Voting is hard, right ladies? Luckily, the College Republican National Committee is here to help put things in terms we’ll understand: wedding dresses. Also reality shows. The conservative group released sixteen new ads today, all parodying TLC’s “Say Yes to the Dress” and following the same (offensive, hackneyed) script: Britney, a young, blond recent college grad is trying on wedding dresses, each representing a candidate in the upcoming midterms. The Democrat—in this, Charlie Crist—is frumpy and expensive; the Republican—Rick Scott—is sleek and strapless (though also kind of ugly and basic). Britney's mom is on the Democrat’s side, but her black best friend (yay diversity!) convinces her to follow her heart.
The ads, which somehow cost $1 million dollars, are part of CRNC’s campaign to reach young voters in a “culturally relevant way,” as CRNC’s Alex Smith told the Wall Street Journal. (Smith, by the way, is a woman.) And to be fair, Democratic campaigns have also struggled painfully in their attempts to be hip and with it, though at least their gifs and co-opted memes show some awareness of a cultural world beyond basic cable. (Note to Alex Smith: The median age of “Say Yes to the Dress” viewers is 44.)
But this isn’t the first time College Republicans, and the GOP in general, have tried to woo young voters by portraying them as girlfriends or fiances. CRNC’s first ad campaign, “The Break-Up,” was in 2010, showing jilted lovers calling it off with Barack Obama: “It’s not me. It’s definitely you. Hashtag it’s over.”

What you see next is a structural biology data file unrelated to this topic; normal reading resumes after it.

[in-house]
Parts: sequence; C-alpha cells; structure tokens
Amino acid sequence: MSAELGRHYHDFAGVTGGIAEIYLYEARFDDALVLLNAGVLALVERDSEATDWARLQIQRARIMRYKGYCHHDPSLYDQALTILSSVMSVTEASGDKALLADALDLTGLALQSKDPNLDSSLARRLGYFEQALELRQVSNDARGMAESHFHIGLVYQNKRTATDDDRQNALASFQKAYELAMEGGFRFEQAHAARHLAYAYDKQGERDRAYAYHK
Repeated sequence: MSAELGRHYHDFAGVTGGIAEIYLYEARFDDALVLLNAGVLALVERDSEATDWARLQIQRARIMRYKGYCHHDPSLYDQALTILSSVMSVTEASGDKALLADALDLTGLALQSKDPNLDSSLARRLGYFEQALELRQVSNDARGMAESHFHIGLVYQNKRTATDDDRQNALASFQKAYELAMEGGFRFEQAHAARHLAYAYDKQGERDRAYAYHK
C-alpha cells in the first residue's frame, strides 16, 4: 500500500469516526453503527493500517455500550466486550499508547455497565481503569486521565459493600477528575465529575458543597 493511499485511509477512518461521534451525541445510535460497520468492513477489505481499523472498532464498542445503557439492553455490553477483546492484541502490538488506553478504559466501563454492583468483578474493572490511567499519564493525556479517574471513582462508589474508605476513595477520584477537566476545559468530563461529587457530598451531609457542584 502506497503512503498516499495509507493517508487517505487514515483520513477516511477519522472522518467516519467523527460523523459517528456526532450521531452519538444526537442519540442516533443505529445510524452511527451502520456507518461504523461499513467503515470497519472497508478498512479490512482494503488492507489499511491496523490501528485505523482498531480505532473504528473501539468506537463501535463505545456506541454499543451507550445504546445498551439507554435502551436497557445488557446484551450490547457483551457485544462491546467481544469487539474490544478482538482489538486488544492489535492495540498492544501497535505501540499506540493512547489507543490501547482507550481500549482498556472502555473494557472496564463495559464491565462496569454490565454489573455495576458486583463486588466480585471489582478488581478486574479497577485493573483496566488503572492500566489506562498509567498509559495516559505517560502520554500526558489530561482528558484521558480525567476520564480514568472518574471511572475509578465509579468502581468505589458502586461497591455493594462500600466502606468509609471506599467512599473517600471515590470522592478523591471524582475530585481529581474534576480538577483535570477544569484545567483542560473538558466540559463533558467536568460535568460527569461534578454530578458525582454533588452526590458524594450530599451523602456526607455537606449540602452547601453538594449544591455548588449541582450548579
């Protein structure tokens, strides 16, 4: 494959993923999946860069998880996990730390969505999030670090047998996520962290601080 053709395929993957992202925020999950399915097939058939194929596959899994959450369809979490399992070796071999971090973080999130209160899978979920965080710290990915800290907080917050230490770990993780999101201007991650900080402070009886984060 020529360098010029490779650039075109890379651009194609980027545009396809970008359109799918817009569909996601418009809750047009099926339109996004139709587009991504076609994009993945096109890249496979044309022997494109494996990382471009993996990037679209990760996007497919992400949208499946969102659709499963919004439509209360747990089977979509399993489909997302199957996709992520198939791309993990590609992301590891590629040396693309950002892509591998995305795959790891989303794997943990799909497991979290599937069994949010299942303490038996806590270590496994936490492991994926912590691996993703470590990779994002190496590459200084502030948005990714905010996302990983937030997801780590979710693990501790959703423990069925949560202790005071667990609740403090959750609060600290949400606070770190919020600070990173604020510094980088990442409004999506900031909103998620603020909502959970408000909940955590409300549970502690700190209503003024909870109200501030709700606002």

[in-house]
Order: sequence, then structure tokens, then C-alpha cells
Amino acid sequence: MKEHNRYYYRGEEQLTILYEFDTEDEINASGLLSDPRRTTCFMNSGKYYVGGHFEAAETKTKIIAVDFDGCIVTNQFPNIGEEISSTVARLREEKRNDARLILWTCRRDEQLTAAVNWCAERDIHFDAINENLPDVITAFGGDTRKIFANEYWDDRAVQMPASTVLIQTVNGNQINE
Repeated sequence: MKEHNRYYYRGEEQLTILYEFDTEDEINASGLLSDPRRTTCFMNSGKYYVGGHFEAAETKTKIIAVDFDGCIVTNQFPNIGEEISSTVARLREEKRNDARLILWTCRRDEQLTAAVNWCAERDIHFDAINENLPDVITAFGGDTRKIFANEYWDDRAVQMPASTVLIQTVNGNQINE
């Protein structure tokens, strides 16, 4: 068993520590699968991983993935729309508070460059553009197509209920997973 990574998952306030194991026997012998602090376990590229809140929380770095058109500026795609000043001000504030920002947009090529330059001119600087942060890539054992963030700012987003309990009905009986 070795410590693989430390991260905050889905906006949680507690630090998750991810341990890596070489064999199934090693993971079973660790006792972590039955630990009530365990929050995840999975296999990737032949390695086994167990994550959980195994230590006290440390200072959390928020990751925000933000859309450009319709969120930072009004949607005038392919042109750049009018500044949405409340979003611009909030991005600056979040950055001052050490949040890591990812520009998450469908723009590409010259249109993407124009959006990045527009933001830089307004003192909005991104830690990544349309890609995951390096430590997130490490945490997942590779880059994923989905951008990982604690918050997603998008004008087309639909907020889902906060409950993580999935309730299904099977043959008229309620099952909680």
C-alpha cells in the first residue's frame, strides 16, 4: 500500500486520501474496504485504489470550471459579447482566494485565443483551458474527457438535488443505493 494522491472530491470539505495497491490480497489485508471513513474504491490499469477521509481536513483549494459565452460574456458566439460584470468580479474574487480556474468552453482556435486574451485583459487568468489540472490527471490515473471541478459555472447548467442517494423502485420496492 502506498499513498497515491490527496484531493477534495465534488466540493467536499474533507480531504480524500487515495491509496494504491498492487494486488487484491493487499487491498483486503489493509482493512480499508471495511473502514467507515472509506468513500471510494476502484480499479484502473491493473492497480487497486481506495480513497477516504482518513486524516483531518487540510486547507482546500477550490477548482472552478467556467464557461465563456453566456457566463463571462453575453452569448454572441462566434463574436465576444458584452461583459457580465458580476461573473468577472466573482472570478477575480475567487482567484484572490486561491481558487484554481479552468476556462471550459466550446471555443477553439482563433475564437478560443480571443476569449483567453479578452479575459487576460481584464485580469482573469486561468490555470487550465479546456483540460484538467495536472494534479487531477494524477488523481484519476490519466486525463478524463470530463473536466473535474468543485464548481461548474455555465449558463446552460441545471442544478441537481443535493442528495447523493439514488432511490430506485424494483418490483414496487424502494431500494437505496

In 2013, they released “TerryFish,” an anti-Terry McAuliffe ad modeled on MTV’s “Catfish.”
And last April, there was a “Bachelor” spoof. (Another note to Alex Smith: The median “Bachelor” viewer is 51.)
Bad acting and cheap production values aside, there’s that recurring message: For young women, political decisions are like dating. And not even legitimate dating—the superficial, emotionally staged dating of reality TV. True, nobody bases their political beliefs on policy alone, and there are all sorts of emotional factors tied up with political affiliation: how you perceive yourself, how you want others to see you, which candidates you feel you can trust. But the young women who voted Democrat in the last election did it because of policies, not because they have a crush on the candidate. “Budget is a big deal for me, now that I’ve graduated from college,” Britney, our undecided voter, says at the beginning of these new ads. Had the CRNC focused on that, and not wedding dresses and fitting rooms and champagne, they might have had a shot at being “culturally relevant.”
Correction: An earlier version of this post reversed the names of the Florida gubernatorial candidates. In fact, Charlie Crist is the Democratic nominee and Rick Scott is the Republican.